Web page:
Tagged:de-cdu; de-sdp; de-csu; de-left; de-greens; de-alternative; de-freedom Christian Democratic Union (CDU); Social Democratic Party (SPD); Christian Social Union (CSU); The Left; Alliance ‘90/The Greens; Alternative for Germany; Free Democratic Party
Germany’s newly-elected Chancellor will face significant challenges that will require difficult and divisive choices after the election this Sunday.
Opinion polling has consistently shown the incumbent CDU/CSU led by Angela Merkel leading with around 37% of votes, the SPD on about 23%, the AfD (Alternative for Germany) at about 11%, Die Linke (The Left) with approximately 10%, Greens about 8%, the business-friendly FDP around 9%.
The immediate challenge will be to form a coalition of the over 50% of votes required to form government.
The anti-immigration, anti-EU Alternative for Germany could be influential
Having achieved gains between 11-22% in all eastern German states, the AfD is predicted to win the battle for third place and claim a symbolic role as the opposition, thereby replacing Die Linke as the East German voice of protest. There is also a real possibility that opinion polls are underestimating the extent of voter backing for the AfD.
The AfD are not expected to be part of a ruling coalition because both the CDU-CSU and SPD have indicated they will not form an alliance with them. But if the AfD does win through as the third largest party, they will exercise considerable power over policy relating to migration and refugees.
The most realistic options for coalition-forming are another “grand coalition” between Merkel’s CDU-CSU and the SPD, or a so-called “Jamaica coalition” between the CDU, the FDP and the Greens party.
However, many SPD members are not keen to again be the junior partner and see a period in opposition as necessary to differentiate and re-establish the party’s electoral appeal. And there is limited common policy ground between the CDU and the Greens, and the Greens and the pro-business FPD. (Despite a resurgence of support for the FDP, a coalition with the CDU-CSU looks unlikely to deliver enough to form government).
One of Dr Merkel’s challenges in a fourth term will be to win back the trust of eastern Germans. The east is largely more Protestant while the west is more Catholic; and there are also differing economic and political contours between the north (poorer, traditionally SPD) and south (wealthier, CDU-CSU) all being factors in the vote.
A lasting, stable coalition in the Bundestag will be critical
While Dr Merkel is widely seen as a stablising force in the EU and the wider world and she offers voters a sense of reliability and continuity, she faces international challenges such as reforming the EU, US demands for increased defence spending, relations with Turkey, Russian geopolitical threats and the future of the multilateral global order.
Domestically, there are deep political uncertainties about unresolved issues such as migration and fears around globalization and global security.
The ongoing task remains of integrating the 900,000 refugees accepted by Germany since 2015 into the economy and society in general; despite now greater restrictions on refugee stays within Germany, and Dr Merkel’s calls for more even distribution of asylum seekers among German states and across Europe.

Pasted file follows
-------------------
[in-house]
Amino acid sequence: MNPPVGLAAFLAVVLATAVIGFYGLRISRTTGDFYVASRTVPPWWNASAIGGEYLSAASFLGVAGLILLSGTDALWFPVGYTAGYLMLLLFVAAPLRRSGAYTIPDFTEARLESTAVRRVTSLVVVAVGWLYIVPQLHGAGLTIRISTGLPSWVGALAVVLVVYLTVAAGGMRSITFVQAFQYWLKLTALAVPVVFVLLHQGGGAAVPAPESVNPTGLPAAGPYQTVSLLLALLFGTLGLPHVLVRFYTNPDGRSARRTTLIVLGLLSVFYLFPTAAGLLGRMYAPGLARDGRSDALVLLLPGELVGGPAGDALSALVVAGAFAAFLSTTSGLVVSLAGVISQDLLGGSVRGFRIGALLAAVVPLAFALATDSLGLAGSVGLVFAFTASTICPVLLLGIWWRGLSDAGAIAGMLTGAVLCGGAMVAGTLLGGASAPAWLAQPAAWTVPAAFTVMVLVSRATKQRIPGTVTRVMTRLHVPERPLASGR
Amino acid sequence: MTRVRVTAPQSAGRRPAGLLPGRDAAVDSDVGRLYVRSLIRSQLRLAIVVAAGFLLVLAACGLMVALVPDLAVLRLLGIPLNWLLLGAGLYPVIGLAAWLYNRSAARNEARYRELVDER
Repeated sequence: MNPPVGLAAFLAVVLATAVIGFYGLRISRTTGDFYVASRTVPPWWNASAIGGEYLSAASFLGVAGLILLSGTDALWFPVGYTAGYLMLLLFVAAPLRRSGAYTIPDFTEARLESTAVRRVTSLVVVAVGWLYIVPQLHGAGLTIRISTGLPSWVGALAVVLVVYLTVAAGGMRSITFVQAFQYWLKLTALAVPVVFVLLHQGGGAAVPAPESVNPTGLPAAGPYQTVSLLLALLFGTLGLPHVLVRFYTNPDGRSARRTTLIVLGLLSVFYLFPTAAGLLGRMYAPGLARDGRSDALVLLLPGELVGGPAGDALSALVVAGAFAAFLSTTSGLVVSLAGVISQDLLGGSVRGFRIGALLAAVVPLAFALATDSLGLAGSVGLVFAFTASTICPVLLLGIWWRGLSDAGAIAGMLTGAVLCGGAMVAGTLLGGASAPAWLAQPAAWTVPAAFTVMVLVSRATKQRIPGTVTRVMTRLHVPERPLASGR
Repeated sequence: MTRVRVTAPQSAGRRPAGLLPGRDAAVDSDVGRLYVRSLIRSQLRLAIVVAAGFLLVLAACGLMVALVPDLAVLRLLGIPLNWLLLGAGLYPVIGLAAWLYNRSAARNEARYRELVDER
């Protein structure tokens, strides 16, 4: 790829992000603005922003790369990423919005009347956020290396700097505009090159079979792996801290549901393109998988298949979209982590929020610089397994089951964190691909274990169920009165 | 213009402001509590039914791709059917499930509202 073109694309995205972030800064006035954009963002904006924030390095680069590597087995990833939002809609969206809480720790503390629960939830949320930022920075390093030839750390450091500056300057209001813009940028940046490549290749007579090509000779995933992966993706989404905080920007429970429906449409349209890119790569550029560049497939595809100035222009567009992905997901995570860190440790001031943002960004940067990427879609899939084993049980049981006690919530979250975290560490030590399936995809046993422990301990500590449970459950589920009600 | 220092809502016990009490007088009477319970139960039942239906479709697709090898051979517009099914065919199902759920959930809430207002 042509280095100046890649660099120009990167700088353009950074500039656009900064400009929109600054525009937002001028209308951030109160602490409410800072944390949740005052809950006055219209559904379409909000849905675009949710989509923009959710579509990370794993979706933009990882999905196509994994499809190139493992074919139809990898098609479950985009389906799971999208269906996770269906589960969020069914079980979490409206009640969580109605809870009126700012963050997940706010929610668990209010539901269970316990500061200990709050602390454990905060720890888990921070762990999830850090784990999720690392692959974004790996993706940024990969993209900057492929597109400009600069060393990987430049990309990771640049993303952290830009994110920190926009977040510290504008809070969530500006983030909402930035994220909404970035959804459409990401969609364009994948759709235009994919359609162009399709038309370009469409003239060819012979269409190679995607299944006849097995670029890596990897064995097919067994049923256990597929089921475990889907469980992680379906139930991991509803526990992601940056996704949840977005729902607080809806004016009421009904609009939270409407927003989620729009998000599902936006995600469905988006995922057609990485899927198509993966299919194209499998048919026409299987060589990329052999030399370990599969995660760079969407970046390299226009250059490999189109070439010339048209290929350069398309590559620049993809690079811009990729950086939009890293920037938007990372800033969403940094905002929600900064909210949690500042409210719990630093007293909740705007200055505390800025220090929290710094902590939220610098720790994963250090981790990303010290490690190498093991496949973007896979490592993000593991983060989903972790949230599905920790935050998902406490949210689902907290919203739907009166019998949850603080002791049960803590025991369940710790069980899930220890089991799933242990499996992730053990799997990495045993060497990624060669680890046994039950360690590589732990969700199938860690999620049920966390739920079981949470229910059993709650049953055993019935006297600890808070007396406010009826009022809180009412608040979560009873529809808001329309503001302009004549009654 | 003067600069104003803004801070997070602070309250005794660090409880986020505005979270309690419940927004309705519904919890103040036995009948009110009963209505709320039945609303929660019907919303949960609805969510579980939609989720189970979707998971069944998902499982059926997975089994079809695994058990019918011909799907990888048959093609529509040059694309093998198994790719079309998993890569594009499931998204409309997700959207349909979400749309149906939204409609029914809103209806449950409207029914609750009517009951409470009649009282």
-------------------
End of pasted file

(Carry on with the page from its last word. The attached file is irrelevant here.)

Many Germans are also concerned about the vulnerability of the German economic model and manufacturing base; as well as increasing social inequality and threats to social cohesion. High energy costs and low investment rates have impacted on German competitiveness in infrastructure and the digital economy.
Given the dependence of the German economy on global markets, any economic downturn in emerging markets is expected to impact in the near term on industrial companies in sectors like plant and machinery as customary multiyear contracts expire.
The decision by Dr Merkel to lower the retirement age, a reduction in real terms in the wages of the lowest paid 40% of workers, and demands for greater infrastructure investment all reflect the need for serious economic and tax reforms to shore up the economy against emerging global challenges.
The scandal over the German car industry (VW, Audi, BMW, Porsche, Daimler) cheating pollution emission tests will see domestic pressure to tackle diesel pollution and improve air quality in cities, with calls already for a ban on diesel vehicles in city centres.
Election authorities are also concerned that in the final days of the campaign there may be Russian attempts to disrupt the election outcome or sow doubt about the validity of the result, to create division and disinformation and sway votes in support of parties more aligned with Moscow, such as the AfD with its six Russian German candidates.
Outside of a major incident or crisis a few days out from the election which could lead to a change of voter minds, the question remains how many of the 30% - 40% of voters who say they are undecided who will seek to exact retribution for Dr Merkel’s refugee policy.
Should this significantly reduce the CDU-CSU’s consistent lead in the polls and the options for a workable coalition, it will affect the next Chancellor’s capacity to deal with the enormous challenges and deep political insecurities over a demanding four or five years ahead when putting off big decisions with more of the same will not be enough.
Banner image: The Bundestag. Credit: Adam Groffman/Flickr
This article was co-published with the Australian Institute of International Affairs.